The glasshouse of Altare in the mid-20th century. It was still a cooperative of families descended from Judaic artisans brought from Palestine in the 12th century by the Crusader, the Marquise de Montferrat, and of Sephardic immigrants from the 15th century forward. The glasshouse is now owned by a private company.

The idea that Crusaders could master the art by observing its performance in Palestine, was rendered even more absurd by the notion that Norman noblemen would deign to sweat at the furnace for years to become master glassmakers. Another writer on Altarese history, Gaspare Buffa, created still another fabulous version of the arrival of the art to Altare. Buffa was probably aware of the absence of the art in Normandy during the period in question, and that no Norman nobleman would demean himself with onerous labor at the furnace. So he depicted the Bergeggi monk as a poor hermit who had arrived from Flanders and was made a priest of the Fornelli abbey. The priest thereafter was said to have returned to Flanders to convince eight glass-making families to relocate in Altare. As noted above, such an event could not reasonably have taken place until 1471.3

The Lost Centuries

There was an historian who had the facts in hand, and from whose hands the facts mysteriously vanished. His name was Tommasso Torteroli. He was a canon from Savona.

In 1856, the Università d'Altare decided to establish themselves legally as a cooperative. Eight years later, proud of their considerable accomplishments, they set out to publicize them. They determined to discard the fables and delve into and proudly present the true origin and glorious history of the community. Only dim memories of their origins were retained and so they commissioned the church canon and historian, Torteroli, to cull the true history of the community from their archives and family records and to author a history of the community to be published by the cooperative. All the commercial records of the community and thepersonal papers and memorabilia of the families were trustfully consigned to the churchman. All the documents relating to the first four hundred years of the community's existence disappeared!

Gone were the mass of contracts and sales, negotiations, letters, genealogies, immigration and emigration records, and personal papers consigned to Torteroli. Only one document dated prior to 1512 survived. It was a copy of the Statuti, statutes drawn up in 1485 and ratified in 1512 by Guglielmo VII Paleologo, Marquise of Montferrato and his grandsons, the Marquises of Caretto and Savona, co-regents of the area. The statutes codified the autonomy of the glassmaking community of Altare, but placed the community under the watchful eye of the church. They are now the oldest extant records of the community.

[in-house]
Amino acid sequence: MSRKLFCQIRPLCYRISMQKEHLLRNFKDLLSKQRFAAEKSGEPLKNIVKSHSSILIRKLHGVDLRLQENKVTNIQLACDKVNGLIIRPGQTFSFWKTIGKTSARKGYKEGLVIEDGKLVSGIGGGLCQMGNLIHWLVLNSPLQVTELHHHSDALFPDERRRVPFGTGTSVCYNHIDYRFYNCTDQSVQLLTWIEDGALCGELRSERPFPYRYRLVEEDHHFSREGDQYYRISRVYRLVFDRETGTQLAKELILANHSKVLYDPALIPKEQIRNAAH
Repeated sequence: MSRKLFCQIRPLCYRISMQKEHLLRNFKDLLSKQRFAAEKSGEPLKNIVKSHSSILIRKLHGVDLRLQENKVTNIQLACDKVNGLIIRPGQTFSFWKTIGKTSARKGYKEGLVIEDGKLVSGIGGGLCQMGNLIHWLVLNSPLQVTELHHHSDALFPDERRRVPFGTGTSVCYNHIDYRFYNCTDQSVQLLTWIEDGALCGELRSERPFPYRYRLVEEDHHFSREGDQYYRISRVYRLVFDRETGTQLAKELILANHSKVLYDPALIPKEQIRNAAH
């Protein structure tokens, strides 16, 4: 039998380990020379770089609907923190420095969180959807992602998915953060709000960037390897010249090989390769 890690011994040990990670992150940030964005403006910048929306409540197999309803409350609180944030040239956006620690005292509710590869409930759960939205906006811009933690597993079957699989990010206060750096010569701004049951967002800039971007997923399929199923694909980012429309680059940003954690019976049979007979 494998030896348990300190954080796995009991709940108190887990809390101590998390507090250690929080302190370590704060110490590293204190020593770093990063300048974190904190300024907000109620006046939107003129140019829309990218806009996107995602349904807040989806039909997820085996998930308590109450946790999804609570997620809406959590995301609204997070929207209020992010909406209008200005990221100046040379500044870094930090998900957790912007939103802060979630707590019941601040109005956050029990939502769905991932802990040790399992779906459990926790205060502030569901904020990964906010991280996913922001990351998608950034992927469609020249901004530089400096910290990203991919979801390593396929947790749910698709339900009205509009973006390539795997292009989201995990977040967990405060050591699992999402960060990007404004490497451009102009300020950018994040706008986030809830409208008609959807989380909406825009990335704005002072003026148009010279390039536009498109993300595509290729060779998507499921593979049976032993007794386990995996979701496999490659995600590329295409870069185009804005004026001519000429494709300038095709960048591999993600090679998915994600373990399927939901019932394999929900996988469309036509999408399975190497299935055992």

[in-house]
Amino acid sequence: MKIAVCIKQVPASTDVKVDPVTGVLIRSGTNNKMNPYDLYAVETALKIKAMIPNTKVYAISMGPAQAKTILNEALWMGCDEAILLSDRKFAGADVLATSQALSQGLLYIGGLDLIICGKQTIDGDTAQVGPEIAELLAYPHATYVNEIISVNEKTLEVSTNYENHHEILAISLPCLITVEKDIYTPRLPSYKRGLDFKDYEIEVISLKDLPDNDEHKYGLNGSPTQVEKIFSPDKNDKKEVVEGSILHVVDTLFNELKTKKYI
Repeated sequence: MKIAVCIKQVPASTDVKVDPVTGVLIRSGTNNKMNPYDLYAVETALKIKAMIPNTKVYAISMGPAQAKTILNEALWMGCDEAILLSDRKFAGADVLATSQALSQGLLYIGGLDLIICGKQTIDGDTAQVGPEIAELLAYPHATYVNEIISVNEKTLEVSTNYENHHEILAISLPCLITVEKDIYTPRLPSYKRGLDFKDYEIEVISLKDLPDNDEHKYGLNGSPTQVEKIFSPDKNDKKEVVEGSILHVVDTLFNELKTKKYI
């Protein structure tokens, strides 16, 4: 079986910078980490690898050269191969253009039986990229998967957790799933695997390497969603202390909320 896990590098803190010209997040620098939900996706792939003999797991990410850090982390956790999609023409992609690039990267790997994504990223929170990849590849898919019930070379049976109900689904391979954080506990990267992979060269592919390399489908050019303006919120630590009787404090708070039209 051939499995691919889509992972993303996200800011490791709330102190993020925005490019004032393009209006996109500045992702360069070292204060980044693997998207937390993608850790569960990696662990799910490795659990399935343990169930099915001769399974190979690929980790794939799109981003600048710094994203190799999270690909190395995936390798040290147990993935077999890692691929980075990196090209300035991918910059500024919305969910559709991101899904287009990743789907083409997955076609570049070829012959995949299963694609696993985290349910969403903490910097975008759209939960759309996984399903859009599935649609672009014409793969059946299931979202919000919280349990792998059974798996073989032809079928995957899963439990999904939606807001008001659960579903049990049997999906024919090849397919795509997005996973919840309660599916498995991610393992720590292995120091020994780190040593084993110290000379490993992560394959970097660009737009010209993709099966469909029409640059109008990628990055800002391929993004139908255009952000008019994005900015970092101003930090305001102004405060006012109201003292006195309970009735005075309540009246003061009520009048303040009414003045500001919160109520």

Four centuries of the history of an illustrious, productive and unique community vanished!

Torteroli died in 1866. No explanation was given for the disappearance in the church of the mass of irreplaceable material. Torteroli had three years in which to digest the records consigned to him in good faith. The facts, whatever they were, become conspicuous by their absence. It is reasonable to presume that Torteroli, or his church superiors, found the facts unsavory and destroyed the records that would reveal them.

The community's history remained unpublished.

In 1907, a historian, E. Dillon, took exception to the prevailing myths about the Normandy and Flanders origin of the art. "We should have looked rather for some trace of oriental influence," Dillon proposed, pointing out that the Near East was traditionally the center of the glassmaking art and was carrying on a lively industry at the time the noble overlords of the area were active in the Holy Land. "The Marquisate of Montferrato was a feudal state whose rulers had in various ways a singular connection with the East... They claimed the crown of Jerusalem and wore the crown on Thessalonica."4